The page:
Jason Comerford, Rob Lando, Jie Chai
Dec 13, 2019
In 2019, the U.S. Securities and Exchange Commission (SEC) continued working to simplify public company disclosure requirements, broadened the popular “test-the-waters” rules for emerging growth companies to make them available to all companies and focused attention on the prominent role of proxy advisory firms in the U.S. proxy process.
Rolling with the times – SEC moves to modernize and simplify disclosure requirements
In March, the SEC took steps to modernize and simplify the disclosure requirements for registration statements and periodic reports, with new rules becoming effective in May. The changes were aimed at reducing compliance costs for public companies, providing more useful and less repetitive information to investors and curbing some requirements to include non-material information.
Notable changes include
- Confidential treatment process: Registrants may now redact confidential information in material contracts filed as exhibits to registration statements and periodic reports, provided that the redacted information is not material and would likely cause competitive harm to the registrant if publicly disclosed, without having to first submit a confidential treatment request to the SEC for review and approval.
- Exhibit requirements: Registrants may now omit immaterial schedules and attachments from all filed exhibits, rather than only from exhibits that are material acquisition or reorganization agreements.
- MD&A disclosure: In periodic reports, registrants may now omit from discussion in their MD&A the earliest of the three fiscal years covered by the financial statements included in the periodic report, if any prior filings with the SEC already contained a discussion of that year and the discussion of that year is not necessary for investors to understand the registrant’s current financial condition.
- Physical property descriptions: The requirement to describe physical properties now only requires disclosure of physical properties that are material to the registrant, and no longer requires disclosure of properties that are not material to the registrant.
In August, the SEC also announced proposed amendments to modernize the business, legal proceedings and risk factor disclosure requirements in Regulation S-K, which is the regulation that prescribes most of the SEC disclosure requirements applicable to U.S. domestic registrants.
The SEC is proposing amendments to the disclosure requirements regarding the general development and description of the registrant’s business:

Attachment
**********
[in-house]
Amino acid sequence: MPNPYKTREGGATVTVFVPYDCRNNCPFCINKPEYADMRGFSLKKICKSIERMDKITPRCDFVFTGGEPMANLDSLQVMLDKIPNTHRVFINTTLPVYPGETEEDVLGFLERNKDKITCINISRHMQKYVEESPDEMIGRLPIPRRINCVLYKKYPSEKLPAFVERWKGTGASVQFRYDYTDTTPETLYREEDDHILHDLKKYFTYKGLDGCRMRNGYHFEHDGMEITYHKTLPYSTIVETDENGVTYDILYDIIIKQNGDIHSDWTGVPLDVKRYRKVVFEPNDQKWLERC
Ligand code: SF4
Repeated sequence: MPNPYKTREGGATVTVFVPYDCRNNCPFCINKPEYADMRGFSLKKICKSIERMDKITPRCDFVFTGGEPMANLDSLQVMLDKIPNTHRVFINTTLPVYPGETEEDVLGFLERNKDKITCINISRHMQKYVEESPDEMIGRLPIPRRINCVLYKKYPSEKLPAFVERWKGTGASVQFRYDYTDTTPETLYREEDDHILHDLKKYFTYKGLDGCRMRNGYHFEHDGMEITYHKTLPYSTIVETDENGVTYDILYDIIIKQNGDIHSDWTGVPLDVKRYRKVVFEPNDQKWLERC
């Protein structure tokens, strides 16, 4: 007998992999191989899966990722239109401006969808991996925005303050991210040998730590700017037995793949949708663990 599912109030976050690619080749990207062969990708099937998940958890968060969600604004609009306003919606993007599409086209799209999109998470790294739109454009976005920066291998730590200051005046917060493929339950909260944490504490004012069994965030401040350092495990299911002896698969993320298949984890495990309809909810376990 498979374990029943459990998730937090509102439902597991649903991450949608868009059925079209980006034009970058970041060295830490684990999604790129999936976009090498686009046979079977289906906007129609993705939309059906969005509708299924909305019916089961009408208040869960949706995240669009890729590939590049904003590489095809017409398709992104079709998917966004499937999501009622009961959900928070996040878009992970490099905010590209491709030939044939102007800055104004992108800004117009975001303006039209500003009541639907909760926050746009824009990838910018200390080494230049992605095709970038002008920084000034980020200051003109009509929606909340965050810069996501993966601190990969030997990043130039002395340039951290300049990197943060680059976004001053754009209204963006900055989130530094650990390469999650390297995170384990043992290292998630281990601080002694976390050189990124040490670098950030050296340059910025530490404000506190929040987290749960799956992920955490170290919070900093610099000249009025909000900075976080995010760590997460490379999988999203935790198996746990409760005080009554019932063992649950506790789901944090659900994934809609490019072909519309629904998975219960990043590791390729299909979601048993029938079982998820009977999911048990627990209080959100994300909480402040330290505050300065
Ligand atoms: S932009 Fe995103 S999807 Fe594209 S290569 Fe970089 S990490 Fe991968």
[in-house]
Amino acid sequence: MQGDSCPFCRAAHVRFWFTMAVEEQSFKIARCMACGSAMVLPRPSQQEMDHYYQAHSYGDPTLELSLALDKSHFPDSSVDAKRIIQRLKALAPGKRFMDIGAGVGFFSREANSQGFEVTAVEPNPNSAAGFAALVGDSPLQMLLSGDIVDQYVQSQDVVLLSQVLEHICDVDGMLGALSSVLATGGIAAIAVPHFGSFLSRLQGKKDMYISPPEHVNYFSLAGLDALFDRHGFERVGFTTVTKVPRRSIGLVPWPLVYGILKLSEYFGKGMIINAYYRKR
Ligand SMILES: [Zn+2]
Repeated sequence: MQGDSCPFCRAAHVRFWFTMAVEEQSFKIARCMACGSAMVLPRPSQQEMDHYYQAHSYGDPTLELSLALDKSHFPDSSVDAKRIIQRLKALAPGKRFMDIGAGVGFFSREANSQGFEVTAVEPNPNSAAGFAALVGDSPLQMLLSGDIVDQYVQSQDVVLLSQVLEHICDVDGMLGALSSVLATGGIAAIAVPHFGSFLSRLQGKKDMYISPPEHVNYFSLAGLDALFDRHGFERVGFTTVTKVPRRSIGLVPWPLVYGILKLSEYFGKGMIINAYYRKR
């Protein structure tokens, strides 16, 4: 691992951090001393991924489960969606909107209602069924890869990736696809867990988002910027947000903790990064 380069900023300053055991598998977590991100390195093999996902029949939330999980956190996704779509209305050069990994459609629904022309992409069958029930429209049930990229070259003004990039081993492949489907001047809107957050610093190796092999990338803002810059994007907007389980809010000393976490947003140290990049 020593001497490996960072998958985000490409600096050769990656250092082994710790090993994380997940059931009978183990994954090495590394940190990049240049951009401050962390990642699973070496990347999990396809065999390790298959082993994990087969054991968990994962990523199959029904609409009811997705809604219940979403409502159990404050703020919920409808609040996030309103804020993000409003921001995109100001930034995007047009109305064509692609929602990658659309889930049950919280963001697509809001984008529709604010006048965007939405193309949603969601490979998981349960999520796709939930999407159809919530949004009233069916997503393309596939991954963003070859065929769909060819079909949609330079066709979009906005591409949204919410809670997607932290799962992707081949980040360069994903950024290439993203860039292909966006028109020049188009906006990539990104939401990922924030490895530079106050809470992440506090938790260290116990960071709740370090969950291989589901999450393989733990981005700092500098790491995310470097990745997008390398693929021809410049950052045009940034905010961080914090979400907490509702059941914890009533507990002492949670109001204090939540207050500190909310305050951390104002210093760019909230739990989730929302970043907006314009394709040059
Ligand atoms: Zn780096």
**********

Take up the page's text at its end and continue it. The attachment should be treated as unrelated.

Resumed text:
- Principles-based disclosure: Instead of prescribing specific “line item” disclosure points, the new requirements would be based on the principle that a registrant should disclose information that is material to an understanding of the general development of a registrant’s business. The rules would provide examples of the types of information that may be appropriate to disclose (including material changes to a previously disclosed business strategy), but not be limited to those examples or require that disclosure be provided regarding any of the examples that are not actually material to the registrant.
- Focus disclosure on developments: In filings made after a registrant’s initial filing, the registrant may provide only an update of the general development of its business that focuses on material developments during the reporting period, with an active hyperlink to the registrant’s most recent filing that, read together with the update, will provide a full discussion of the general development of the registrant’s business.
Disclosure requirements for legal proceedings would be simplified and modernized by
- allowing required information about material legal proceedings to be provided by including hyperlinks or cross-references to legal proceedings disclosure located elsewhere in the document in order to avoid duplicative disclosure
- revising the US$100,000 threshold for disclosure of environmental proceedings involving the registrant to which the government is a party to US$300,000 to adjust for inflation
Risk factor disclosure requirements would be revised by
- providing guidance discouraging the inclusion of generic risk factors and requiring summary risk factor disclosure at the beginning of the risk factors section if that section exceeds 15 pages
- refining the principles-based approach to risk factor disclosure by changing the disclosure standard from the “most significant” factors to the “material” factors required to be disclosed
- requiring risk factors to be organized under relevant headings, with any risk factors that may generally apply to an investment in securities being disclosed at the end of the risk factor section under a separate caption
Corresponding changes would also be made to corresponding items in Form 20-F, which is the form of annual report used by non-MJDS companies qualifying as foreign private issuers.